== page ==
Digital services cut council transaction costs, shifting more money to frontline services.
A study of city councils in the UK has shown that an online transaction costs on average 1% of a face to face transaction. The cost of contact face to face was A$13.70, via telephone was A$4.32 and online was A$0.15.
Alex Gelbak, CEO of Australia’s OpenCities, has been working with councils across Australia, New Zealand and the United States to overhaul their operations. Here are his three tips for increasing government efficiency.
1. Make sure you are mobile ready
Nearly half of councils in Australia are not geared to best serve citizens. A recent study by OpenCities of all Australian council websites found that 38% currently are not optimised for smartphones and tablets.
Council websites must be mobile-ready as citizens continue to access government services on their smartphones, he advises. “What we are seeing in Australia is that 50% to 60% of total website traffic comes from mobile and tablet devices,” Gelbak says.
“If it’s not a great experience on tablets and mobiles, it means residents can’t self service,” he adds. They will go back to transacting with councils over the telephone or face to face, “driving up customer service costs because they need a bigger customer service team”.
For example, Mornington Peninsula Shire’s new website will help it save “millions of dollars” by cutting transaction costs, its CEO told GovInsider. Digital services will allow payment receipts and statements will be emailed to residents, rather than sent by post.
2. Is it accessible?
53% of council websites in Australia failed to meet international web accessibility standards, the OpenCities study showed. 40% failed readability tests, which meant that critical information could not be understood by residents with skills below high school levels.
Digital services must be accessible and readable for people with different levels of cognitive and physical abilities. It could be an elderly person with fading eyesight, but equally residents with English as their second language.
This is not a minor issue in Australia. About 44% of its adult population has basic literacy skills equivalent to a 7th or 8th grade student, according to the Australian Bureau of Statistics. And 20% of people in the country have a disability that affects the way they use the web.
“If we can ensure that those people can also successfully self-service digitally, it means less people calling, emailing or walking into the customer service centre,” Gelbak says, thus, cutting costs for Council. Website text should be clear and concise and avoid any corporate or technical jargon to make it as easy to understand as possible, he advises.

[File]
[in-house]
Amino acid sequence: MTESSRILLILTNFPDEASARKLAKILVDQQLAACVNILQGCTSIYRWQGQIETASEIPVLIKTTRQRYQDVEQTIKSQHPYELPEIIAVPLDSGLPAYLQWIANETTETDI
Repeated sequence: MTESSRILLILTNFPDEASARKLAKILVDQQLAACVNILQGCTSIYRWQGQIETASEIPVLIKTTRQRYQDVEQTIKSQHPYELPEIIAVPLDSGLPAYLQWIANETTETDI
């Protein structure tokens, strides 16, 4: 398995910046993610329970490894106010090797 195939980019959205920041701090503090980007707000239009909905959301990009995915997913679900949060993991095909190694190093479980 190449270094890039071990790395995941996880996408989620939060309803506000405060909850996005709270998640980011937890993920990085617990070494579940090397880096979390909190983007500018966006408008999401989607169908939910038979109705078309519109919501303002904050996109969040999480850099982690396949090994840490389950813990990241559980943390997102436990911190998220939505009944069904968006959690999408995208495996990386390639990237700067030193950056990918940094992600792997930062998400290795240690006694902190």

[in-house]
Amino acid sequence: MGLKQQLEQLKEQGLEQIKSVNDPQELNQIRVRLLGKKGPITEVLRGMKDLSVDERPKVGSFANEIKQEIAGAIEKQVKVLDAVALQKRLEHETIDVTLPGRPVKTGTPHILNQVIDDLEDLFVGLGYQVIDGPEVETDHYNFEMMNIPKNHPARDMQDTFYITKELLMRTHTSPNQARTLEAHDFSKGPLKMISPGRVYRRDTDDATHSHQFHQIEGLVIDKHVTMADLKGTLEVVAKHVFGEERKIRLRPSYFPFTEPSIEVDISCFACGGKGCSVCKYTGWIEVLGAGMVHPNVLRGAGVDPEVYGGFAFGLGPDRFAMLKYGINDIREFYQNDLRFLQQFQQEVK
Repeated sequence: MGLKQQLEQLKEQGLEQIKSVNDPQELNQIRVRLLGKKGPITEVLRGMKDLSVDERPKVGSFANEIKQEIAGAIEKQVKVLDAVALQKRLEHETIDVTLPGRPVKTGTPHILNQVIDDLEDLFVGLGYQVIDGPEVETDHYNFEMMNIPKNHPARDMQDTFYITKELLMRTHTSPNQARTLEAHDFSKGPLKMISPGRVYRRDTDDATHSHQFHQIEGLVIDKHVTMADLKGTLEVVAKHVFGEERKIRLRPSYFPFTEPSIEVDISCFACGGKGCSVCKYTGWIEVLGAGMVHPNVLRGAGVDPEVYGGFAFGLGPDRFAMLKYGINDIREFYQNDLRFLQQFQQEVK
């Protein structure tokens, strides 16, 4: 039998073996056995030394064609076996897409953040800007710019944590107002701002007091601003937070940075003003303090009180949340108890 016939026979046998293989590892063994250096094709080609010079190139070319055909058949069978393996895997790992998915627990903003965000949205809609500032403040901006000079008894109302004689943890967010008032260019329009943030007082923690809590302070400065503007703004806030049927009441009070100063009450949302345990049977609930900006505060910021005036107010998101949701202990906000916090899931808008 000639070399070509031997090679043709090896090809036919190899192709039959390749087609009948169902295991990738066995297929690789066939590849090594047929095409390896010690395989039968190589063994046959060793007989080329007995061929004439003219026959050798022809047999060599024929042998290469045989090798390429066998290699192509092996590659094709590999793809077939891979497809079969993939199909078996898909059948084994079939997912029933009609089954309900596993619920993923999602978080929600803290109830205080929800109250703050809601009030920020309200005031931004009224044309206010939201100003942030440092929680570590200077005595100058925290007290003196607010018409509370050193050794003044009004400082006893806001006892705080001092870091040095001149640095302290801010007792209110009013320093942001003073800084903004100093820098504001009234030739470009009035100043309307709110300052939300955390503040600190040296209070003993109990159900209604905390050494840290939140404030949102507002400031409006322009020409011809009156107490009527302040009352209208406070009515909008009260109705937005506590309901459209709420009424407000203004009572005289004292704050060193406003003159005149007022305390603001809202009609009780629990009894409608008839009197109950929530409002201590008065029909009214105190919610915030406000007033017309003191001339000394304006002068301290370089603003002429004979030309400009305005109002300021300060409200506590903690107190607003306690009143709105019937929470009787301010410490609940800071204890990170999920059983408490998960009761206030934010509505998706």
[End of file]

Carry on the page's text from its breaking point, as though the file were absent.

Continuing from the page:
3. Paperwork matters!
A third way to allow people to self-service and cut costs is through online forms for residents to submit requests, applications and file reports online.
For instance, Horowhenua District Council worked with OpenCities to convert paper forms for elderly care to digital. “Since they launched the online version of the form, they’ve had more submissions than ever before,” Gelbak says, despite the target audience being senior citizens. “Because it was done digitally, all the right information was captured and all the right fields were completed”.
Another partner council in Regional Victoria has seen 90% of all its kindergarten registrations made via online forums, he says. “The uptake they’d seen was beyond the council’s expectations.”
Each of these steps helps councils enable its residents to serve themselves, and therefore, reduce service delivery costs. This frees up more budget for council to spend on its community and infrastructure.
“This is an opportunity for Mayors to shift where money is spent: from internal resourcing of customer queries, forms and requests to budget for building things and making the community a better place,“ Gelbak says.
OpenCities has used these best practices and built a digital platform for Councils that is already tried and tested, saving councils the time and cost of looking for the best online services.
To find out more from OpenCities, complete the below form with your contact details and download their research report.
Top image by John Benwell – CC BY-ND 2.0